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“The team was recently visible advising on a number of pharmaceutical cases. Sources agree that the team is “moving in the right direction” and are particularly impressed by its work in the pharmaceutical sector”.


Differences dissolved – the diminishing divide between local and global firms in CEE


Source: Legal Week
By Mark Smulian

As Europe’s legal systems become increasingly harmonised, distinctions between East and West and local and international firms are blurring. Mark Smulian reports

The differences are dissolving. When the Berlin Wall fell, Europe’s western and eastern halves barely knew each other and doing business across this divide was problematic.

Today, eastern Europe’s EU members have relatively harmonised legal systems and so offer a fairly predictable working environment. This marks them out from Russia and Ukraine, where English law is often preferred for governing contracts because of a lack of confidence in local systems.

But even there, the ways of doing business are becoming more ‘normal’ for foreign lawyers and clients. Recession hit this part of Europe, although, with lower debt levels than Western Europe, it has recovered – if from a low base – somewhat more rapidly.

Growing popularity

Though M&A remains subdued, dispute resolution is growing, in particular in Russia and its neighbours. One effect of the dissolving differences has been a relative decline in the position of once-dominant international firms. Today, there are thriving domestic rivals – often run by those who once worked for international firms – which compete by offering local knowledge and lower prices.

Moscow-based Freshfields Bruckhaus Deringer partner Sebastian Lawson (pictured, below) explains: «Local firms have expanded, and both local and international clients are increasingly content to use local firms, and their charges will be less too. International firms’ financial structures mean they find it difficult to promote even the very best local lawyers to their partnerships because the profitability is not high enough, so often they join local firms or set up their own».

Lawson says this trend has been particularly marked in the Baltic States, the Czech Republic and Hungary: «Russia is very different, and the legal market is dominated by international firms. There is still an emphasis there on English law governing contracts, even between Russian companies, because it gives greater certainty.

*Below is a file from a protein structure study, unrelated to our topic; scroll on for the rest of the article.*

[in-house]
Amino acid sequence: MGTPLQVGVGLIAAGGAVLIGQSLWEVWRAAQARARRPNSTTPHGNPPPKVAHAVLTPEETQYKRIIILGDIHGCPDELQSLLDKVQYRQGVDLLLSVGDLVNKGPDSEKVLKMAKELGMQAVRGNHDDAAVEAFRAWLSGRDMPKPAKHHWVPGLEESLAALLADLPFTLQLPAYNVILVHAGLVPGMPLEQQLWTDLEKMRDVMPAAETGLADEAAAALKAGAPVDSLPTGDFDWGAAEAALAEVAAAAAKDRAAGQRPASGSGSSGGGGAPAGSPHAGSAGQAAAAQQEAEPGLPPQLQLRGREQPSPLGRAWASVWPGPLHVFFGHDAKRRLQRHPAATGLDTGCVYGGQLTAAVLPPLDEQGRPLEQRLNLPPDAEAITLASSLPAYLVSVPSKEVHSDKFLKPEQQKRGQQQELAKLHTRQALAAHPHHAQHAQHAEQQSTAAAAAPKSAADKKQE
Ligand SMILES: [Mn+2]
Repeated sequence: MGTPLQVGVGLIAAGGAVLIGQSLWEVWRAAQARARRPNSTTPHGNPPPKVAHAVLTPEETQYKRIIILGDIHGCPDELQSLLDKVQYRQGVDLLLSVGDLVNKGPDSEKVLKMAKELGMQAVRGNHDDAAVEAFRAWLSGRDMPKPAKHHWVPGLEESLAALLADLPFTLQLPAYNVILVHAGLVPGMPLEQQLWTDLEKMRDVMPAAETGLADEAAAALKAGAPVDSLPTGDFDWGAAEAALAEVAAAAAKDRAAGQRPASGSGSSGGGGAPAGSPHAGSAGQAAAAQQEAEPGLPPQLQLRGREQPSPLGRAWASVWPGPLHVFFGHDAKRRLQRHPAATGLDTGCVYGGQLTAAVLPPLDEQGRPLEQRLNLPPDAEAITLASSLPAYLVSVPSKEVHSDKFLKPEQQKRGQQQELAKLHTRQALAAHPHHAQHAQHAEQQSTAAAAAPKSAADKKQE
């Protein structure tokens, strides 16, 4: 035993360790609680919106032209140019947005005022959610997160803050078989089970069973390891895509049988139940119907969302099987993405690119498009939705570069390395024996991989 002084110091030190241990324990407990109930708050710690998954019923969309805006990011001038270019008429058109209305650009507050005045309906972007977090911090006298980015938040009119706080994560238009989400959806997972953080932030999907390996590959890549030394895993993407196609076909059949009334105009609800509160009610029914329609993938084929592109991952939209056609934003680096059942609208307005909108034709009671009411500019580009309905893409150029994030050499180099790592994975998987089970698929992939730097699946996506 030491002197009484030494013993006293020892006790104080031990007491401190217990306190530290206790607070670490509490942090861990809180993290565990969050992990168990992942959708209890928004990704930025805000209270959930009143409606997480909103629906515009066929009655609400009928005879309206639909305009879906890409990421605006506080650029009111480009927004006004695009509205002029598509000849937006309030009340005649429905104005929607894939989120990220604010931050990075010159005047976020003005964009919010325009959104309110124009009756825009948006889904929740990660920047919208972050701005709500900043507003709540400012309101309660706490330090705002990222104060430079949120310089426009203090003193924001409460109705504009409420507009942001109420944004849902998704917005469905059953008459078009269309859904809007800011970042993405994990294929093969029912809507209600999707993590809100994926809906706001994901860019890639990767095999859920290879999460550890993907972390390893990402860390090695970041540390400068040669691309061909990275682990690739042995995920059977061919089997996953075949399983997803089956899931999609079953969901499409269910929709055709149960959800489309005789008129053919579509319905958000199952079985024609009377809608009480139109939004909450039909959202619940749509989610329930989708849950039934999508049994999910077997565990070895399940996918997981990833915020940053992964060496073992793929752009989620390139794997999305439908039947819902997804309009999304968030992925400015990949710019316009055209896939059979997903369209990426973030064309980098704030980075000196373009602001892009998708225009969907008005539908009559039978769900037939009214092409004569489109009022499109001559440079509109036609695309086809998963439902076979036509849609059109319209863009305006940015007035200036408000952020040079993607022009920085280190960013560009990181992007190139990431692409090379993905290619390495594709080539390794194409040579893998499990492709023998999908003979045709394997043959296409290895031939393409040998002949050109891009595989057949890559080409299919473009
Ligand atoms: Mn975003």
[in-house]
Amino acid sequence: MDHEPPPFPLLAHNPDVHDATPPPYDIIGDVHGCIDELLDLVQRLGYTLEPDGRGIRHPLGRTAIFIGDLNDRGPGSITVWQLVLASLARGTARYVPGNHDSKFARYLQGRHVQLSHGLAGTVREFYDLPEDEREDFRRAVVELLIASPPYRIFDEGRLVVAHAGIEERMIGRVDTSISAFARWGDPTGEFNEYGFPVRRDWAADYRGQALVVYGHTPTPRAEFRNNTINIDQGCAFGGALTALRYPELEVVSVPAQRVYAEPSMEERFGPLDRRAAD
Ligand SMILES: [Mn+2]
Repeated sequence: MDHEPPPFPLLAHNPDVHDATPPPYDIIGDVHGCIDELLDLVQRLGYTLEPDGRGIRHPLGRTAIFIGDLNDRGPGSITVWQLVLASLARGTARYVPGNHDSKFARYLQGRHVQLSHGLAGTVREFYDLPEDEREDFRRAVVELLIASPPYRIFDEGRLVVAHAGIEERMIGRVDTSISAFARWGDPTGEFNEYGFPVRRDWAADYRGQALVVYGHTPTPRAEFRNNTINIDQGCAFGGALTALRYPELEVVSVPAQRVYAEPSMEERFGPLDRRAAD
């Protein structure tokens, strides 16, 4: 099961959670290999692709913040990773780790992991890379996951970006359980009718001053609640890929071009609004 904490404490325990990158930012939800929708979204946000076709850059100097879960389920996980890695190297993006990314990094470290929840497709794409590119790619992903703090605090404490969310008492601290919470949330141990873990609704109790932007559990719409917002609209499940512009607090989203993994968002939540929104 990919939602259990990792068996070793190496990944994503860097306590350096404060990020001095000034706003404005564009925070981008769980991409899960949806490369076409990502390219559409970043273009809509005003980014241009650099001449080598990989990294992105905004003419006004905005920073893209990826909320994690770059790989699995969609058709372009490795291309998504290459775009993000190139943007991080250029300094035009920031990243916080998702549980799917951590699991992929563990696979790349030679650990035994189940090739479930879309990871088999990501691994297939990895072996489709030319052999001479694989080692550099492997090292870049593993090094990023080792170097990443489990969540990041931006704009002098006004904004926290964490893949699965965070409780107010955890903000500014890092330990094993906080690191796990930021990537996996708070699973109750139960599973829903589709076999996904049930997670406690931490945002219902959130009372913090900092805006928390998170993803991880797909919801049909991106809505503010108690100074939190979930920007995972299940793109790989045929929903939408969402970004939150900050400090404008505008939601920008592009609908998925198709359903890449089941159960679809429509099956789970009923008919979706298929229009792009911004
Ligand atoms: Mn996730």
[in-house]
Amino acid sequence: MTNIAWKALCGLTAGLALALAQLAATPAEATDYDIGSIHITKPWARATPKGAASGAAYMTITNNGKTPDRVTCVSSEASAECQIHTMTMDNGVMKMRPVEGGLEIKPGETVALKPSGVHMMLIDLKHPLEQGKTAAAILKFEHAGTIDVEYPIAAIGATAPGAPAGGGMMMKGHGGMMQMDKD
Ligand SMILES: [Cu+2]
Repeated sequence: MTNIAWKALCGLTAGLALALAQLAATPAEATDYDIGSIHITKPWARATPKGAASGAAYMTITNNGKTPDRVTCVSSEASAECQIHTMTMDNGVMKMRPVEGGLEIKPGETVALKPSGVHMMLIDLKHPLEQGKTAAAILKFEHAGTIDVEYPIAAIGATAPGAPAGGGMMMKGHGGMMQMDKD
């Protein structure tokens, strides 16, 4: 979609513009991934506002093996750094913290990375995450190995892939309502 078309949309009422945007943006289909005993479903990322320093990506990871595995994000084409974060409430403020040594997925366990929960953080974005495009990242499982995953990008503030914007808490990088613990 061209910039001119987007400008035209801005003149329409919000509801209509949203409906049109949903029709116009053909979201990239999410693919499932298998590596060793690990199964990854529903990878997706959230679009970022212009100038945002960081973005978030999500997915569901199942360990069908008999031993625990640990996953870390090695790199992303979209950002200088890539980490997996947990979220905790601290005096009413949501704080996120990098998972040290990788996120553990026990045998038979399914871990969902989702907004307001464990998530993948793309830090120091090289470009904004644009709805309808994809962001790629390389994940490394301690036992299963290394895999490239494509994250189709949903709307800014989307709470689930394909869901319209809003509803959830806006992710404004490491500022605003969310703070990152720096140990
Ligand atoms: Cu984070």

«That is partly down to a lack of faith in their own legal system and partly uncertainty over, for example, what a warranty means in Russian law».

Ondrej Peterka, managing partner of Prague-based Peterka & Partners, says the growth of local firms is part of «decision-making moving from west to east, to firms in Prague, Warsaw, Russia and other places».
He adds: «Certain international firms in Prague try to keep prices high, and I wonder if they will stay in the market».

Jan Kohout, a partner at Prague’s PRK Partners, agrees: «Things are quite cost-sensitive and clients feel that international firms are not really giving them what they need».

Others think clients will take a pragmatic view. Winston & Strawn partner Costanza Russo says: «It’s true in Eastern Europe that there are more domestic firms now and many have lawyers who trained abroad. But I find clients will normally want to use a domestic firm for local law but an international one for aspects outside».

Richard Clegg, head of Wolf Theiss’ Sofia office, thinks there is no hard local/international split across the 13 countries in the region where the firm operates: «Clients look for better value and see better capacity than before in local firms, but both are doing pretty well».

Talking up chances

But Jason Mogg, managing partner of Kinstellar – the independent CEE firm spun out of Linklaters in 2008 – thinks there is some ‘talking up’ going on: «I think those who say that local firms are replacing international ones here probably work for local firms».

Mogg says the transaction market is noticeably changing, as historically 90% of regional transactions were western Europeans buying eastern assets.